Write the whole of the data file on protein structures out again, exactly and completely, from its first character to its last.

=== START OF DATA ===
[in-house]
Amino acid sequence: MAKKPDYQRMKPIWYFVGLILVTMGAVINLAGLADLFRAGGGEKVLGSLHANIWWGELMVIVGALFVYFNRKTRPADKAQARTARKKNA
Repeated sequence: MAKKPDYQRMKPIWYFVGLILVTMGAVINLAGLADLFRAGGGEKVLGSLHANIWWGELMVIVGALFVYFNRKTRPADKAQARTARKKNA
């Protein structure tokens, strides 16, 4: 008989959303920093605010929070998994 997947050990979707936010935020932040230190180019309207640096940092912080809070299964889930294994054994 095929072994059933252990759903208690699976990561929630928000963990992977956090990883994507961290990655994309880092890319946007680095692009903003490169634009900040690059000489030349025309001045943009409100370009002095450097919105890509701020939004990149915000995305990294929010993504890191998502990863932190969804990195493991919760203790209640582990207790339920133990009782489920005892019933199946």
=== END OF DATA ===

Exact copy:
[in-house]
Amino acid sequence: MAKKPDYQRMKPIWYFVGLILVTMGAVINLAGLADLFRAGGGEKVLGSLHANIWWGELMVIVGALFVYFNRKTRPADKAQARTARKKNA
Repeated sequence: MAKKPDYQRMKPIWYFVGLILVTMGAVINLAGLADLFRAGGGEKVLGSLHANIWWGELMVIVGALFVYFNRKTRPADKAQARTARKKNA
């Protein structure tokens, strides 16, 4: 008989959303920093605010929070998994 997947050990979707936010935020932040230190180019309207640096940092912080809070299964889930294994054994 095929072994059933252990759903208690699976990561929630928000963990992977956090990883994507961290990655994309880092890319946007680095692009903003490169634009900040690059000489030349025309001045943009409100370009002095450097919105890509701020939004990149915000995305990294929010993504890191998502990863932190969804990195493991919760203790209640582990207790339920133990009782489920005892019933199946």